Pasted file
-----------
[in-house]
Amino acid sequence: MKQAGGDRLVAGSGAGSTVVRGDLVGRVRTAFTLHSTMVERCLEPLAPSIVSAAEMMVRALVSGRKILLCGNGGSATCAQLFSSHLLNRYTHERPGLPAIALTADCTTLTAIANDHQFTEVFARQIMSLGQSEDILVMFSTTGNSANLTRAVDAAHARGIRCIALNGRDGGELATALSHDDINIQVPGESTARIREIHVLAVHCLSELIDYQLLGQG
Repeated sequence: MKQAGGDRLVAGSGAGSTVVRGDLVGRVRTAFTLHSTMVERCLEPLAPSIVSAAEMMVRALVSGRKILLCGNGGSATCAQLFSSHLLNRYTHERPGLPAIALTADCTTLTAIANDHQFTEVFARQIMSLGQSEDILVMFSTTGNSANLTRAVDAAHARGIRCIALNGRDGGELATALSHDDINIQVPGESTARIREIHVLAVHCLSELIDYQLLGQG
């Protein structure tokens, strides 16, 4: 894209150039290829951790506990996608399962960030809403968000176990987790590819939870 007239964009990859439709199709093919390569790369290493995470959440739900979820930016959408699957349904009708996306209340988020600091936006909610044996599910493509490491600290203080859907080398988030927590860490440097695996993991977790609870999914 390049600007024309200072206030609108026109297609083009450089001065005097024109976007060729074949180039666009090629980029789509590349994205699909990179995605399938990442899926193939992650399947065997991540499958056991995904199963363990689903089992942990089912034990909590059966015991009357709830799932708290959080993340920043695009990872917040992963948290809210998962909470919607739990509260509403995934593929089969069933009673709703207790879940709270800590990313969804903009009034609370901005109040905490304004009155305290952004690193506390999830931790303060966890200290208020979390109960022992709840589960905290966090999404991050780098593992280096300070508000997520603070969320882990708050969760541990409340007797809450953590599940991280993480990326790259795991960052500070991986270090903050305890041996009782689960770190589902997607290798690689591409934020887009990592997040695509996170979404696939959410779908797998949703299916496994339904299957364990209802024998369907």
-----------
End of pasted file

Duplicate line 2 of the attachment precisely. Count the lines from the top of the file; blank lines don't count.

Amino acid sequence: MKQAGGDRLVAGSGAGSTVVRGDLVGRVRTAFTLHSTMVERCLEPLAPSIVSAAEMMVRALVSGRKILLCGNGGSATCAQLFSSHLLNRYTHERPGLPAIALTADCTTLTAIANDHQFTEVFARQIMSLGQSEDILVMFSTTGNSANLTRAVDAAHARGIRCIALNGRDGGELATALSHDDINIQVPGESTARIREIHVLAVHCLSELIDYQLLGQG